By James M. Dorsey
A purported letter by the Islamic State, the jihadist group that controls chunks of Syria and Iraq, has warned world soccer body FIFA not to hold the 2022 World Cup in Qatar, reviving concerns first raised in a FIFA security assessment warning two weeks before it was awarded the tournament that there could be a high risk of terrorist attacks.
The letter, first published on Alplatformmedia.com, a jihadist website, and reprinted in an Egyptian newspaper, suggested that soccer would be banned in areas controlled by the group because it constituted “a deviation from Islam.” The letter further indicated that conservative, energy-rich Gulf states were on the target list of the Islamic State, which has conquered parts of northern Iraq with lightning speed and declared a caliphate in territories it controls.
The letter, if genuine, comes amid heated Islamist debate about whether soccer is a legitimate sport according to Islamic precepts; the targeting by some Islamist groups, including the Islamic State, Somalia’s Al Shabab and Nigeria’s Boko Haram of soccer fans; and mounted controversy about the integrity of the Qatari bid to host the World Cup.
Addressing FIFA president Sepp Blatter by his formal first name, Joseph, the letter said: “We sent you a message in 2010, when you decided or were bribed by the former emir of Qatar to have the 2022 World Cup in Qatar. Now, after the establishment of the Caliphate, we declare that there will be no World Cup in Qatar since Qatar will be part of the Caliphate under the rule of the Caliph Ibrahim Bin Awad Alqarshi who doesn’t allow corruption and diversion from Islam in the land of the Muslims. This is why we suggest that you decide to replace Qatar. The Islamic State has long-rang scud missiles that can easily reach Qatar, as the Americans already know.”
Ibrahim Bin Awad Alqarshi is the legal name of Islamic State leader, Abu Bakr al-Baghdadi, who as a student was known as a talented soccer player. The group, despite the letter and its targeting of fans, has displayed an ambiguous attitude towards the world’s most popular sport.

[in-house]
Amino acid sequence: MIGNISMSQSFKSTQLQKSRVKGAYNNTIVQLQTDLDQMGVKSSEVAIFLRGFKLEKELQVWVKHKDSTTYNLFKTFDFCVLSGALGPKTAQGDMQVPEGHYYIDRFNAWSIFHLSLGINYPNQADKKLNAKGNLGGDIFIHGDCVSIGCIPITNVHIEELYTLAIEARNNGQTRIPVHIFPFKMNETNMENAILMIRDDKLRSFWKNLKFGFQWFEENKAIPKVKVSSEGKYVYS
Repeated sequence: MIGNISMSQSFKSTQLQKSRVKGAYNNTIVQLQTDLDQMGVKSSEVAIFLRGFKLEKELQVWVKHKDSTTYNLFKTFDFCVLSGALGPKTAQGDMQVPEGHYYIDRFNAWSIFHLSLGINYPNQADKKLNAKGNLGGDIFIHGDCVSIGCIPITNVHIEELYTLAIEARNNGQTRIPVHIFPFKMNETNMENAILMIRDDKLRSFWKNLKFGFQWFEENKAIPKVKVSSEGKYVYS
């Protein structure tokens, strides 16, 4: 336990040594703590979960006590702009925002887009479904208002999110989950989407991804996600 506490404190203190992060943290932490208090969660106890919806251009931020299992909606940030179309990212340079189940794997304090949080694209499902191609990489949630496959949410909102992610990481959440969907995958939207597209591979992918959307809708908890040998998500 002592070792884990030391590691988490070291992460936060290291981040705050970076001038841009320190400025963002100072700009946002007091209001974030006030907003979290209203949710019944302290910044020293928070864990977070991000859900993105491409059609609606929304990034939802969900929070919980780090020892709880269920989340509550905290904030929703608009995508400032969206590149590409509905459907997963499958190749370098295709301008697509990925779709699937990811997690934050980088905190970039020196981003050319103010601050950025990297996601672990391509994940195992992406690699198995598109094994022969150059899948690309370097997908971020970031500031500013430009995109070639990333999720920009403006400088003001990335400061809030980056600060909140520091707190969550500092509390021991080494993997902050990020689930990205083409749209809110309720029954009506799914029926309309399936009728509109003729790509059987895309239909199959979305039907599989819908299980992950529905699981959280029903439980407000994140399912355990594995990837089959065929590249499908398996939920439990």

A rare video of Mr. Al Baghdadi in which he appears to be leading prayers in the northern Iraqi city of Mosul in a mosque was packed with men, many of whom were sporting soccer jerseys. The Islamic State earlier this year published a video as part of its public relations and recruitment campaign suggesting that an apparent Portuguese fighter in Syria was a former French international who had played for British premier league club Arsenal.
A caption under the video posted on FiSyria.com, a website associated with the Islamic State, read; “A former soccer player – Arsenal of London – who left everything for jihad.” Another caption said: „He… played for Arsenal in London and left soccer, money and the European way of life to follow the path of Allah.”
Pictures distributed last month by the Islamic State of Iraqi soldiers summarily executed in Tikrit show men who often unsuccessfully donned soccer jerseys, some with the images of German Turkish player Mesut Ozil or Sweden’s Zlatan Ibrahimovic who is of Bosnian extraction, to escape the jihadist advance. In a morbid gesture, the Islamic State sent a video link of the beheading of an off-duty policeman to the Twitter hashtags #WorldCup and #Worldcup 2014 with the words: “This is our ball…it is made of skin.”
Rejection of soccer by jihadist and Salafi clerics, including two Qatari imams, who expressed concern that the faithful were watching World Cup matches instead of fulfilling their religious obligations during the holy month of Ramadan, has drawn fire from Al Azhar, the Cairo-based university widely viewed as the foremost institution of Islamic learning and various columnists who called on the faithful to ignore the fatwas or religious opinions issued by militant clerics. They seem to reflect sentiment among a majority of Middle Easterners and North Africans who have been tuning in to World Cup matches, at times even watching Israeli television stations that in contrast to Qatar’s Al Jazeera are free-to-air.
Muhammad Rafat Othman, a member of Al-Azhar’s Council of Senior Scholars, said that “one is not forbidden from spending some of his time entertaining his spirit by watching anything that enlivens one, so long as it is not forbidden sights. We cannot easily accept the statement that watching matches causes a love of infidels, since Muslims are not forbidden from respecting non-Muslims so long as (the latter) do not attack them.“ Adballah Al-Najjar, a member of Al-Azhar’s Academy of Islamic Studies, added that „anyone who says that sports are forbidden does not understand Islam and is disconnected from the religion.“
Soccer fans, in response to the Islamic State’s hijacking of the World Cup hashtag on Twitter mocked the group using the tag #Islamic_Football. „Replace the ball with the heads of Alawis, Shiiites, or Christians – but not Jews,” said one fan. “Some of the stands in the stadium should be reserved for female fans from the sexual jihad brigades, who will give themselves to the winning team after the match,” said another. A third suggested that “any (player) who retreats during an offense will be treated as though he withdrew from the fold of Islam and punished with beheading.“
James M. Dorsey is a Senior Fellow at the S. Rajaratnam School of International Studies (RSIS), Nanyang Technological University. He is also co-director of the University of Würzburg’s Institute for Fan Culture, and the author of The Turbulent World of Middle East Soccer blog and a forthcoming book with the same title